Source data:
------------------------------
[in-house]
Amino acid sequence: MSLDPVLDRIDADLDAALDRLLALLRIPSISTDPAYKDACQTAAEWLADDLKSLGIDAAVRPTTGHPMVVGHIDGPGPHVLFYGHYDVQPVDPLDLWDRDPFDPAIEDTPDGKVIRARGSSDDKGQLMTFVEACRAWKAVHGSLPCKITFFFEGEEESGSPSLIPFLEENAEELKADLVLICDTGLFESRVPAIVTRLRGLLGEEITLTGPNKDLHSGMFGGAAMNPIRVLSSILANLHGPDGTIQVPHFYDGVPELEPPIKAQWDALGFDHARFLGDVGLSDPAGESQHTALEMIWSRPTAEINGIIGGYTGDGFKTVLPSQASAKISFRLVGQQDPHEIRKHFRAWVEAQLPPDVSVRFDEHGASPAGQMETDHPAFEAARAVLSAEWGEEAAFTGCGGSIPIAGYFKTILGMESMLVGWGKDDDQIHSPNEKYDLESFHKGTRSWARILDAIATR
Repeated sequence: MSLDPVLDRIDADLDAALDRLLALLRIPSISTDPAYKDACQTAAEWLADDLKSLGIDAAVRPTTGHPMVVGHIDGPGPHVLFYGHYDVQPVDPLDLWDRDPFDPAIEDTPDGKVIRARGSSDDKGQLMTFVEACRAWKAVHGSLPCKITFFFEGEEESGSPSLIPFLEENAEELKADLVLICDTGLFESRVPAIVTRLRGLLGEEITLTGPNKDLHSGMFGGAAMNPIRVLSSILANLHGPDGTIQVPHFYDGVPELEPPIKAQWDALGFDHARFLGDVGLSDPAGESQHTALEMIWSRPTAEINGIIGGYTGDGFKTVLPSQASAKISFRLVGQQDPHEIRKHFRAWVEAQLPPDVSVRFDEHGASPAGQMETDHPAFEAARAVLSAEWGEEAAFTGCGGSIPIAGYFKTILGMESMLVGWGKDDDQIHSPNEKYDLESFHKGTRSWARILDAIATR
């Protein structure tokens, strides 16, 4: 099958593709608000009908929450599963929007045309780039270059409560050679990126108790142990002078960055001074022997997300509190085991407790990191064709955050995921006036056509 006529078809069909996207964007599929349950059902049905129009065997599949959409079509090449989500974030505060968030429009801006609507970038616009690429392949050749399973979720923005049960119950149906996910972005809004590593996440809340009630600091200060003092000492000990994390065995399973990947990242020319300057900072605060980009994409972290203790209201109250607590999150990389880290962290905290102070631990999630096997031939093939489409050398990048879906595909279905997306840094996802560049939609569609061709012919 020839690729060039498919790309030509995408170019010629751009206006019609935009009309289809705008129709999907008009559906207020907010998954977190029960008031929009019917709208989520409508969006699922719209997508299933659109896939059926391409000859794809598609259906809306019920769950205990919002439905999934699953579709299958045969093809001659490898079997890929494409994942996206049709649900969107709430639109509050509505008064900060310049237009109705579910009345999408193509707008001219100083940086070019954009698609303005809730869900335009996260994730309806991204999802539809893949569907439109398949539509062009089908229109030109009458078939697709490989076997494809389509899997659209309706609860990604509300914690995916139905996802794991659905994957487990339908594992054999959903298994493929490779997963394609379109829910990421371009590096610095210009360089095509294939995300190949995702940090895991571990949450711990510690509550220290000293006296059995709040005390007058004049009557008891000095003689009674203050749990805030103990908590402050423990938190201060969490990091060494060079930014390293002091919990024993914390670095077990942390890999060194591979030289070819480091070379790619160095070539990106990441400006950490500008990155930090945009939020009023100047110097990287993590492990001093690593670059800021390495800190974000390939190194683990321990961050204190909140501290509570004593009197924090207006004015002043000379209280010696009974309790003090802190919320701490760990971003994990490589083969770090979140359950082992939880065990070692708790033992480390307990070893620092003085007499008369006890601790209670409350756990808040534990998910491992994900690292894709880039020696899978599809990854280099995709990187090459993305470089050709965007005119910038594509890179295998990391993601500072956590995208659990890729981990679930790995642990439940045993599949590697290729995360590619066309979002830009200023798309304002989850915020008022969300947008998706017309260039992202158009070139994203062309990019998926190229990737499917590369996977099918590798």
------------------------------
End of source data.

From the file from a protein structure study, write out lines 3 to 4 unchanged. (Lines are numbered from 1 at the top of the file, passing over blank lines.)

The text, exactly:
Repeated sequence: MSLDPVLDRIDADLDAALDRLLALLRIPSISTDPAYKDACQTAAEWLADDLKSLGIDAAVRPTTGHPMVVGHIDGPGPHVLFYGHYDVQPVDPLDLWDRDPFDPAIEDTPDGKVIRARGSSDDKGQLMTFVEACRAWKAVHGSLPCKITFFFEGEEESGSPSLIPFLEENAEELKADLVLICDTGLFESRVPAIVTRLRGLLGEEITLTGPNKDLHSGMFGGAAMNPIRVLSSILANLHGPDGTIQVPHFYDGVPELEPPIKAQWDALGFDHARFLGDVGLSDPAGESQHTALEMIWSRPTAEINGIIGGYTGDGFKTVLPSQASAKISFRLVGQQDPHEIRKHFRAWVEAQLPPDVSVRFDEHGASPAGQMETDHPAFEAARAVLSAEWGEEAAFTGCGGSIPIAGYFKTILGMESMLVGWGKDDDQIHSPNEKYDLESFHKGTRSWARILDAIATR
């Protein structure tokens, strides 16, 4: 099958593709608000009908929450599963929007045309780039270059409560050679990126108790142990002078960055001074022997997300509190085991407790990191064709955050995921006036056509 006529078809069909996207964007599929349950059902049905129009065997599949959409079509090449989500974030505060968030429009801006609507970038616009690429392949050749399973979720923005049960119950149906996910972005809004590593996440809340009630600091200060003092000492000990994390065995399973990947990242020319300057900072605060980009994409972290203790209201109250607590999150990389880290962290905290102070631990999630096997031939093939489409050398990048879906595909279905997306840094996802560049939609569609061709012919 020839690729060039498919790309030509995408170019010629751009206006019609935009009309289809705008129709999907008009559906207020907010998954977190029960008031929009019917709208989520409508969006699922719209997508299933659109896939059926391409000859794809598609259906809306019920769950205990919002439905999934699953579709299958045969093809001659490898079997890929494409994942996206049709649900969107709430639109509050509505008064900060310049237009109705579910009345999408193509707008001219100083940086070019954009698609303005809730869900335009996260994730309806991204999802539809893949569907439109398949539509062009089908229109030109009458078939697709490989076997494809389509899997659209309706609860990604509300914690995916139905996802794991659905994957487990339908594992054999959903298994493929490779997963394609379109829910990421371009590096610095210009360089095509294939995300190949995702940090895991571990949450711990510690509550220290000293006296059995709040005390007058004049009557008891000095003689009674203050749990805030103990908590402050423990938190201060969490990091060494060079930014390293002091919990024993914390670095077990942390890999060194591979030289070819480091070379790619160095070539990106990441400006950490500008990155930090945009939020009023100047110097990287993590492990001093690593670059800021390495800190974000390939190194683990321990961050204190909140501290509570004593009197924090207006004015002043000379209280010696009974309790003090802190919320701490760990971003994990490589083969770090979140359950082992939880065990070692708790033992480390307990070893620092003085007499008369006890601790209670409350756990808040534990998910491992994900690292894709880039020696899978599809990854280099995709990187090459993305470089050709965007005119910038594509890179295998990391993601500072956590995208659990890729981990679930790995642990439940045993599949590697290729995360590619066309979002830009200023798309304002989850915020008022969300947008998706017309260039992202158009070139994203062309990019998926190229990737499917590369996977099918590798």